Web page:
Road accident victims' recovery slower when seeking compensation: study finds
For the 66,000 Australians injured in a motor vehicle crash each year the path to recovery can be slow. However new research from Monash University has found engagement with the road accident compensation system can make recovery even slower.
This is a finding from an analysis of thousands of road trauma victims by Research Fellow at Monash University, Dr Melita Giummarra. Dr Giummarra is named as ‘Rising Star’ of the Australian Pain Society’s annual scientific meeting in Adelaide, April 9-12, where she will outline her research.
Dr Giummarra found that while most people injured in a motor vehicle crash recover well and return to work and social activities within months, around one fifth have delayed and complex recoveries.
Her research analysed both patient-reported outcomes from injured persons, and administrative claims and payments data from Victorian Transport Accident Commission road transport claimants. Her results show that the health impacts of injury are frequently worse when the injury is compensable – a phenomenon described as ‘the compensation effect’.
While symptom exaggeration and malingering may play a role in a small number of cases, there are other factors at play Dr Giummarra said. These include adversarial relations with insurers, negative experiences with health professionals, or conflict with family members. When the injured person has a compensation claim, or perceives that the injury was someone else’s fault, and they develop a moderate to severe level of disability, they have a much higher perception of injustice than those who do not engage with the compensation process, or do not attribute fault to another.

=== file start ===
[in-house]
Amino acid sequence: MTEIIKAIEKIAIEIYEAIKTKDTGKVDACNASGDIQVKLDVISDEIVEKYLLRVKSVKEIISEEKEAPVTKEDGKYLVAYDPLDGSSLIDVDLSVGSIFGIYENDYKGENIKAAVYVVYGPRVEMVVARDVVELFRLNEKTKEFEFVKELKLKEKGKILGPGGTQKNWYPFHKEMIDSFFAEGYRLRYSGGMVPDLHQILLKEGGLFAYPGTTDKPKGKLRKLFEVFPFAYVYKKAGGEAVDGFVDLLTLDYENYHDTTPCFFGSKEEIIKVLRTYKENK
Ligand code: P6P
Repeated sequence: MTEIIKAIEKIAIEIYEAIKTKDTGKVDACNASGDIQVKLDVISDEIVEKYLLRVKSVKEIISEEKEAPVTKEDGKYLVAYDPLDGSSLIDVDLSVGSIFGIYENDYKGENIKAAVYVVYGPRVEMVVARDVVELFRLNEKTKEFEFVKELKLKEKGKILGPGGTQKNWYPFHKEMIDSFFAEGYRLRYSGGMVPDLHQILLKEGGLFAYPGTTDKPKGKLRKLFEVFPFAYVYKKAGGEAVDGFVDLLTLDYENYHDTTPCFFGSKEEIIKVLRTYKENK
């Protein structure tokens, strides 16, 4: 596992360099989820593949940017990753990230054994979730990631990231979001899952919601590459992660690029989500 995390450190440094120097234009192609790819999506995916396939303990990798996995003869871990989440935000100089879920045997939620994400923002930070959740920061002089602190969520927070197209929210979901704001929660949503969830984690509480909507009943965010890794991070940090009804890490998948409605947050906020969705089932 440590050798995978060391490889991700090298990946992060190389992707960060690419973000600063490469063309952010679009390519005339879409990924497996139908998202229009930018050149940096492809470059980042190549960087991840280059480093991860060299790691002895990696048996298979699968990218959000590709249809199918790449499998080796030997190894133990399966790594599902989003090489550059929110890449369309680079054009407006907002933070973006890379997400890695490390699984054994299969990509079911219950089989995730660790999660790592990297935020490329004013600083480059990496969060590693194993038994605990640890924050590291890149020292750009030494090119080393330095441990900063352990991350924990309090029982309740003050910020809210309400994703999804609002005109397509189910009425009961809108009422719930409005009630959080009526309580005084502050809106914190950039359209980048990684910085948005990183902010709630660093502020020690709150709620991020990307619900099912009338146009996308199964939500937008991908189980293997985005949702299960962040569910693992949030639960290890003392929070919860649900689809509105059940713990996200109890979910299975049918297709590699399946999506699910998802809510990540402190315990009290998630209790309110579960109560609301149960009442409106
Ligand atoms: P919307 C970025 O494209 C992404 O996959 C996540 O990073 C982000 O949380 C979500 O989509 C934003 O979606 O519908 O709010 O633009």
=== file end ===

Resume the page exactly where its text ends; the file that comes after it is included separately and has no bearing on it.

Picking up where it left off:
Dr Giummarra said the psychological impacts of dealing with the compensation system can contribute to chronic pain and mental health conditions.
Dr Giummarra called for innovation “to identify clients at risk of a poor outcome so they can be targeted with early interventions, and to streamline lodging and receiving compensation”.
Dr Giummarra said: “Reforms in this direction will reduce some of the enormous socioeconomic and health impacts from motor vehicle crashes that cost the economy more than $27 Billion annually.
“The responsibility will ultimately sit with federal, state and local government, primary health care networks and clinicians to get engaged and help develop an effective solution. “Moreover, the transport and workplace compensation systems in each state should maximise their potential to be gate-keepers to recovery by working in partnership with local service providers”.
Dr Melita Giummarra is an ARC DECRA (Australian Research Council Discovery Early Career Research Award) Research Fellow at Monash University.